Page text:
I have a love hate relationship with Legos. Love them because some amazing people now understand how to deconstruct the Death Star into a series of interlocking polygons so that your kids can re-assemble it (or in my case, Dad can, since my son is still a little guy). The hate comes from the fact that those sets, no matter how intricate, still leave a lot of the imagination unfulfilled. Gray pieces of the Death Star hardly allow for you to build more organic settings or even a simple brick house, and inevitably you run out of Legos. But what if that were not the case?
Actian recently had Josh, a new statistician, join the team from one of the legacy software vendors, and once he gained his footing, to him, it was like landing in a heap of Legos at Legoland. Every possible data combination, every kind of data, limitless analytical building blocks….think of the possibilities of what you could build. It is one thing to have incredible algorithmic depth or master builder knowledge…it’s another thing to implement those ideas without any thought of limitations! We talked about what specifically makes the Actian Analytics Platform a catalyst for innovation in the realm of data science.
The first was the ability to analyze all of the data. No longer was Josh bound by the notion of analyzing tiny statistical samples of the data set because the software could not scale. If you are trying to find the proverbial needle in the haystack, can you truly achieve your goal when you can’t look at more than 3% of your data to create your models? MPP databases and Hadoop provide ridiculously ample storage for your data and Actian’s modern parallel processing paradigms now allow you to process all of the data where it lives.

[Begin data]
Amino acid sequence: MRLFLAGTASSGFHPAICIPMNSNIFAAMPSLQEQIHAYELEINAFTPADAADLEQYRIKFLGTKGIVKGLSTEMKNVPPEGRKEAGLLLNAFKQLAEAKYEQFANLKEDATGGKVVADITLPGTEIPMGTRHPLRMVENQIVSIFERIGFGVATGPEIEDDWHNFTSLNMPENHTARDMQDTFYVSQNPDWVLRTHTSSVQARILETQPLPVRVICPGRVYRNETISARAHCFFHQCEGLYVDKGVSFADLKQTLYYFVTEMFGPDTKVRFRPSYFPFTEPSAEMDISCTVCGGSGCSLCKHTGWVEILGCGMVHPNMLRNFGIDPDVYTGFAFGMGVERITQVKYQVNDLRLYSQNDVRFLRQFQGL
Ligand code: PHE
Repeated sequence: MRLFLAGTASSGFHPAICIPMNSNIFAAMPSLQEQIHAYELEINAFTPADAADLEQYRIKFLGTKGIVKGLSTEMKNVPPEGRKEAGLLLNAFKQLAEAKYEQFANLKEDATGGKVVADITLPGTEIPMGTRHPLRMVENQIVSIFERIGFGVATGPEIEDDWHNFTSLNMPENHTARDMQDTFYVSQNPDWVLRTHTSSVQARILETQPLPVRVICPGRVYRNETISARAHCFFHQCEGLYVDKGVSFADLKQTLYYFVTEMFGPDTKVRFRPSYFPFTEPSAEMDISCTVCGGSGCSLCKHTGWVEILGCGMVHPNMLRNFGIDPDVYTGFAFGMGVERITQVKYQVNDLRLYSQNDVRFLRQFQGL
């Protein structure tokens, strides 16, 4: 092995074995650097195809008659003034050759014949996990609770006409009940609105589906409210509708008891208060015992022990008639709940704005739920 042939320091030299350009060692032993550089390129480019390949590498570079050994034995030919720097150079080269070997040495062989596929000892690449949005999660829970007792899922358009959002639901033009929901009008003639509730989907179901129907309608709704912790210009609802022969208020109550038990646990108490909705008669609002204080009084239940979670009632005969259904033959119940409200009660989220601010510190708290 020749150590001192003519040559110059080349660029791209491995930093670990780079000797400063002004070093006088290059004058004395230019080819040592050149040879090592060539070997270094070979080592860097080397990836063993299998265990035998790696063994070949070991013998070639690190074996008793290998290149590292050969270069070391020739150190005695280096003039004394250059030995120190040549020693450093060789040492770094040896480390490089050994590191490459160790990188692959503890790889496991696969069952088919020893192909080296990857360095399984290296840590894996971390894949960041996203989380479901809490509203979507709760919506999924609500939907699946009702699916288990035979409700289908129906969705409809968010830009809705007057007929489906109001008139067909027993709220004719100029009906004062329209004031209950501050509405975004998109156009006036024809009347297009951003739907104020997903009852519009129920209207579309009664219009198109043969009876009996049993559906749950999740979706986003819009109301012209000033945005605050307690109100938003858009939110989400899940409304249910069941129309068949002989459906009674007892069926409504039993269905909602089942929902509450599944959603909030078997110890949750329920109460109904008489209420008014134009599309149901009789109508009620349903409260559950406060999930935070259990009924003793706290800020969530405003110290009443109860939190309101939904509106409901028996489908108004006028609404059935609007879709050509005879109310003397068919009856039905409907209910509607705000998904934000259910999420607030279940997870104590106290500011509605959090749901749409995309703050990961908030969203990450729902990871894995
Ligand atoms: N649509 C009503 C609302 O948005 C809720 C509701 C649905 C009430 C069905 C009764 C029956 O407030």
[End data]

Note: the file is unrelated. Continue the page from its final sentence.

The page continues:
The second revelation was being able to examine data of any type and frequency. There are so many different types of structured and unstructured data now and you may not know where the next great insight may come from. Previously Josh would be bound by traditional methods and access to data that IT could accommodate easily, which was often batch data from legacy systems. Now social, machine, and SaaS application data are all within reach and fair game for advanced analytics.
The final point was that he could now collapse the iterative process of the analytics development cycle because of the efficiency and performance of the different pieces of the big data analytics platform. If up to 80% of your analytics development is preparing the data, then having a visual design environment for ETL and data quality that is massively parallel can significantly reduce that time. He spent many an hour in that previous life waiting impatiently on training analytics models while he read email. I heard him make an exasperated comment the other day about how much time he wasted in his old job. Just the thought of going back to the old serial world would probably provoke a bit of analyst road rage.
Those three points are all really cool from a technology perspective, and making statisticians like Josh happier people, but what is the potential impact to a business? Those three together create the potential for innovation that leads to transformational value. Building models against larger data sets potentially leads to more accurate models and subsequently better decisions made by the business. Augmenting traditional analytics with new sources of data at lower latencies allows new insights and more personalized predictions of behavior at a level of granularity not possible before thanks to predictive analytics. Innovating with these massive, diverse data sets is possible now because of the ability to experiment and iterate through the modeling process multiple times, in the time it used to take to wait for one slow model to train.
Big Data 2.0 has the potential to fundamentally change the way businesses operate. Whether it’s new and better answers to old business problems or fantastic new ways to do business. It’s like a whole kingdom to yourself, packed full of Legos of every size, shape and description, with no limits as to what you can build. The question is….
“How would you innovate if you had no constraints?”